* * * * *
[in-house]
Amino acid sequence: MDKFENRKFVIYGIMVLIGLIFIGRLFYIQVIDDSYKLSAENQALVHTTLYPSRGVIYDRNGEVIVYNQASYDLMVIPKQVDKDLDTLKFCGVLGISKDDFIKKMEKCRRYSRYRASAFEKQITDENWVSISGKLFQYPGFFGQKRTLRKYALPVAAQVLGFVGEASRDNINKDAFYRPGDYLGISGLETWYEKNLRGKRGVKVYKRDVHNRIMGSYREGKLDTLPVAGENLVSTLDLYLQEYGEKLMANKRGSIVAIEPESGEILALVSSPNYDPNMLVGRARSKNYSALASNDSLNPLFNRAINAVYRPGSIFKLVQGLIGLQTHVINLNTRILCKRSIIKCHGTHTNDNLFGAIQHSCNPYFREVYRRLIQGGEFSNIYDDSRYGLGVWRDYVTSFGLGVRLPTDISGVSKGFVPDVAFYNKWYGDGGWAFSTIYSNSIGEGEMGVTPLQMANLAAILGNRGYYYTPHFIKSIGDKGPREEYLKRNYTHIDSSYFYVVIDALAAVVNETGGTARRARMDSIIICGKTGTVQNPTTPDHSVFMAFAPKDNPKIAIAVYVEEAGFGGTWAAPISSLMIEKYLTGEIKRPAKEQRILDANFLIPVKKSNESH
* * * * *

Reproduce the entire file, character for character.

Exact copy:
[in-house]
Amino acid sequence: MDKFENRKFVIYGIMVLIGLIFIGRLFYIQVIDDSYKLSAENQALVHTTLYPSRGVIYDRNGEVIVYNQASYDLMVIPKQVDKDLDTLKFCGVLGISKDDFIKKMEKCRRYSRYRASAFEKQITDENWVSISGKLFQYPGFFGQKRTLRKYALPVAAQVLGFVGEASRDNINKDAFYRPGDYLGISGLETWYEKNLRGKRGVKVYKRDVHNRIMGSYREGKLDTLPVAGENLVSTLDLYLQEYGEKLMANKRGSIVAIEPESGEILALVSSPNYDPNMLVGRARSKNYSALASNDSLNPLFNRAINAVYRPGSIFKLVQGLIGLQTHVINLNTRILCKRSIIKCHGTHTNDNLFGAIQHSCNPYFREVYRRLIQGGEFSNIYDDSRYGLGVWRDYVTSFGLGVRLPTDISGVSKGFVPDVAFYNKWYGDGGWAFSTIYSNSIGEGEMGVTPLQMANLAAILGNRGYYYTPHFIKSIGDKGPREEYLKRNYTHIDSSYFYVVIDALAAVVNETGGTARRARMDSIIICGKTGTVQNPTTPDHSVFMAFAPKDNPKIAIAVYVEEAGFGGTWAAPISSLMIEKYLTGEIKRPAKEQRILDANFLIPVKKSNESH